Spanish Moss: Neither Spanish nor Moss
I clearly remember the first time we entered Savannah, turning onto 37th Street nearly three months ago. Huge oak trees canopied the street and random rays of sunlight squeezed past the Spanish moss, hanging apathetically off branches like the embodiment of sorrow. We drove slowly, transfixed by the beauty of the scene in front of us. Years from now, when I shut my eyes and think “Savannah”, Spanish moss awash in sunlight will be what I see.
Spanish moss doesn’t come from Spain. It’s indigenous to the Southeastern US, spreading from Florida to Maryland and out to Texas. There are a bunch of stories for why it’s named after the Spanish … here’s a particularly poetic one. But most likely, when the English came to the region with Florida already settled by the Spanish, they named this new kind of plant “Spanish beard”.
Spanish moss isn’t a moss, nor is it a parasite. It’s an airborne plant which takes its nutrients directly from the air. It’s actually a member of the same family as the pineapple, which is so bizarre it must be true. Spanish moss doesn’t harm the trees it rests on, predominately Live Oaks and Bald Cypresses, except by making them more wind-resistant which is dangerous during hurricanes.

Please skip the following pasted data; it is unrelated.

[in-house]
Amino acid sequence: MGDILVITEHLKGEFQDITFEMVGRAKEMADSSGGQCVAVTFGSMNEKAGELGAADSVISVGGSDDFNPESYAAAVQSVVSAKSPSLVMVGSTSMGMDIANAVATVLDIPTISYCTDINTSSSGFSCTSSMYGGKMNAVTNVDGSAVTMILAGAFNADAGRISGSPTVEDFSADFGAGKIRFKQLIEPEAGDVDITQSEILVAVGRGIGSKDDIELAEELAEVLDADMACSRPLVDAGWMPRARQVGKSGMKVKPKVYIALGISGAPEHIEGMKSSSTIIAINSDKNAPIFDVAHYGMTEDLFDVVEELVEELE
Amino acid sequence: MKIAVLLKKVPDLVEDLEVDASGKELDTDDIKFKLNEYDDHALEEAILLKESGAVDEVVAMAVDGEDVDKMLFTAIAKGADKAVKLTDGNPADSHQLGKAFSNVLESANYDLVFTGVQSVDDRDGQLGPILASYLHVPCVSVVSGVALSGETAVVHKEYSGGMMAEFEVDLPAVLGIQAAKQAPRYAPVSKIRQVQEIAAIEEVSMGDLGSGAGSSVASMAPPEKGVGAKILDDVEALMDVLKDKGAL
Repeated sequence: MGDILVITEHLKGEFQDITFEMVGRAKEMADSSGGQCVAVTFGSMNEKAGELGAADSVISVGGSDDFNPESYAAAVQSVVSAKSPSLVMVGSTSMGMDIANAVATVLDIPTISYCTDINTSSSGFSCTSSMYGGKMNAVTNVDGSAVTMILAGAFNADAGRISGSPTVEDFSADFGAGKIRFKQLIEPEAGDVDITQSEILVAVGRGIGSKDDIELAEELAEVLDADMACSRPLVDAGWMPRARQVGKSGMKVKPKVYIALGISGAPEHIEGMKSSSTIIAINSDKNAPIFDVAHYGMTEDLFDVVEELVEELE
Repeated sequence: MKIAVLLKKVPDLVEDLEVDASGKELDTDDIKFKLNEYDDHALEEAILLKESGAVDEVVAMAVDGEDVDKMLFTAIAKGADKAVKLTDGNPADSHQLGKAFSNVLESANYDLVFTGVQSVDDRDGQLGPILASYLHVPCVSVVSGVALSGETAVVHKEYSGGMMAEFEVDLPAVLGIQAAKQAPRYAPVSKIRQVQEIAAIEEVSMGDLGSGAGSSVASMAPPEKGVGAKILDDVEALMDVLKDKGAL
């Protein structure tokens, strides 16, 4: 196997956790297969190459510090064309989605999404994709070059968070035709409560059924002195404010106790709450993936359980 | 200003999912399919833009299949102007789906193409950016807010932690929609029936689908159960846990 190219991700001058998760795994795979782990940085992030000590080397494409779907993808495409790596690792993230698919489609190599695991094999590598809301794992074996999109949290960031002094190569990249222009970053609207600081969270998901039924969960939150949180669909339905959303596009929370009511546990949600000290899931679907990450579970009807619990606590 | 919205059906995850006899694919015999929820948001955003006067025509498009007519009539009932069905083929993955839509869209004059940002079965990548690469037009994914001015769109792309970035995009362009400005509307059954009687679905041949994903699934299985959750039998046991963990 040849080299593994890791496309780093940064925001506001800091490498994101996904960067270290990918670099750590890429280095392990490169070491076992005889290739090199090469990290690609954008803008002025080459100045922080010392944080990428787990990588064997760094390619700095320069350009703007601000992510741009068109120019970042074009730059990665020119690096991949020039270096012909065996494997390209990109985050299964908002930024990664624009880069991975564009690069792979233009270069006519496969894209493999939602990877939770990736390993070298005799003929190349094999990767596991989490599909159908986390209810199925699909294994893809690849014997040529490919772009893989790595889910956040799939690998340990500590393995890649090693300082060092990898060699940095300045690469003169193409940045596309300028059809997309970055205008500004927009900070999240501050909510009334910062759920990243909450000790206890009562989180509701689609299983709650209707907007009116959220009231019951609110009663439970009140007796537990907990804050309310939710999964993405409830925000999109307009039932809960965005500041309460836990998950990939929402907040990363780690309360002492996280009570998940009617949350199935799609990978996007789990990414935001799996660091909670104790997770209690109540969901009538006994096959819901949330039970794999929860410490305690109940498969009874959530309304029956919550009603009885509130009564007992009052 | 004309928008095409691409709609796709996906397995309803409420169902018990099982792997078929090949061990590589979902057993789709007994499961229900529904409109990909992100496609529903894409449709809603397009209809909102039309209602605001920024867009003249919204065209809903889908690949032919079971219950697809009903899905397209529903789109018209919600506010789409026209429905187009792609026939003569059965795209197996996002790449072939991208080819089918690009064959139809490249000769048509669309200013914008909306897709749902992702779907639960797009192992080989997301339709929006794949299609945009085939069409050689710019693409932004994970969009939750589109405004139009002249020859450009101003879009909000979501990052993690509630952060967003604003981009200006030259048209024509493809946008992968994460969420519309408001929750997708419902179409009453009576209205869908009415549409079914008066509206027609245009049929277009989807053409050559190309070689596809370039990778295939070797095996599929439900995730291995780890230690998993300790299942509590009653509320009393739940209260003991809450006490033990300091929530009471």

One of the first things we were told after moving here is that we shouldn’t touch it, because of little bugs which live on it. Of course, this was shortly after we had fashioned a “hilarious” moss outfit for our dog, and wigs for ourselves. I’ve also read that jumping spiders inhabit the plant. So: hands off.
I’ve wondered how much the Spanish moss influences life in the South, if at all. It fits perfectly here, creating an atmosphere of mystery and eccentricity, and also beauty. I don’t know how many pictures of Spanish moss Juergen’s taken during our time in Savannah, but I would guess around a thousand. That’s not hyperbole, that’s my honest guess. Even a cursory glance through our archives will turn up a ton.
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January 24, 2011 at 7:56 pm